Friday 18 January 2019

Forgotten Book - Fell Murder

Image result for fell murder lorac

In Britain, female Golden Age writers have remained in print more often than their male counterpart. Christie, Sayers, Tey, Allingham, and Mitchell in particular have enjoyed enduring popularity with the general reader, in contrast (at least, until recently) to the fate of Hull, Rolls, Postgate, Bude, and Rhode. But not so long ago, the name of E.C.R. Lorac was only known to enthusiasts, since almost all of her books had been unavailable for many years. Even when you did turn them up, they were sometimes unaffordable. And right now, one of her rarest books, a signed copy of Tryst for a Tragedy, can be bought for a mere £5,250. A snip!

I'm glad that the British Library has played a big part in reviving Lorac. And my researches into her work have led me to a quite a number of books that are definitely worth reading. An excellent example is Fell Murder, first published in 1944. This was the first of a number of books which took Macdonald of the Yard to Lunesdale, a part of the country Lorac loved, and which became her home.

The description of the countryside, and of farming life, is quite lyrical. As so often, Lorac paints the scene with great care before murder intrudes. We're introduced to a tyrannical patriarch, Robert Garth, and the family members and local residents who have motives to wish him ill. But it's typical of Lorac that the portrayal of the victim is quite nuanced. The old man behaves badly, but he also has his good points.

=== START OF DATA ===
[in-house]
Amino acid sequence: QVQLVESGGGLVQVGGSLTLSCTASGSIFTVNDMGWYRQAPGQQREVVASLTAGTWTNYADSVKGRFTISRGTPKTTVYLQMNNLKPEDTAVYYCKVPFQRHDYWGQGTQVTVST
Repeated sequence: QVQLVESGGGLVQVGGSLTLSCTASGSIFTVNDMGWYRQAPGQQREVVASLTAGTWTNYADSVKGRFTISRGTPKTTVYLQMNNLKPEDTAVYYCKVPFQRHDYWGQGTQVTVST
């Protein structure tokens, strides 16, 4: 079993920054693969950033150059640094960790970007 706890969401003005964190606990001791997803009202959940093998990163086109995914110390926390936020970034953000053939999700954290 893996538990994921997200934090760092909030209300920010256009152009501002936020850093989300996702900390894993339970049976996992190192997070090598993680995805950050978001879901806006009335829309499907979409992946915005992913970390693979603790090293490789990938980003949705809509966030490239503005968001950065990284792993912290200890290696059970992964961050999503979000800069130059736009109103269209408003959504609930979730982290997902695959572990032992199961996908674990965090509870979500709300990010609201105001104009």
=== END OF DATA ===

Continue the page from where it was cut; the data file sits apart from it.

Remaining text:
The plot is one of of the best that I've found in Lorac's work so far. She is not in Christie's league when it comes to plotting, perhaps because her love of character prevents her from treating her people as pawns in a game. But the storyline is nicely done. Macdonald comes into the story at the mid-point of the novel. The local superintendent has failed to get anywhere with the tactiturn villages. But he, too, is by no means a cipher, and Macdonald appreciates his strengths. But it's left to the Scotland Yard man to solve the puzzle, and he does so with his customary calm efficiency.


Jonathan O said...

I think she did some of her best work when writing about the northwest of England, particularly in those (regrettably few) books in which Giles and Kate Hoggett appear.

Do you think there is any chance that some of the books written under the Carol Carnac name might be reprinted by the British Library?

Dean James said...

I grew up on a farm in the American South, and I have enjoyed Lorac's rural-set books immensely. I have yet to read another GA writer who has the same feel for the rhythms of rural/farm life and understanding of the people who live that life. I'm so pleased that she is getting more attention now.

Martin Edwards said...

Hello, Jonathan. Yes, Lunesdale brought out the best in her. As to the Carnac books, it's not impossible, but it won't happen this year. There will, however, be more Lorac in the series.

Martin Edwards said...

Dean, that's a very good point, and I think you're right. I share your pleasure!

Nan said...

I must read this!! Thank you.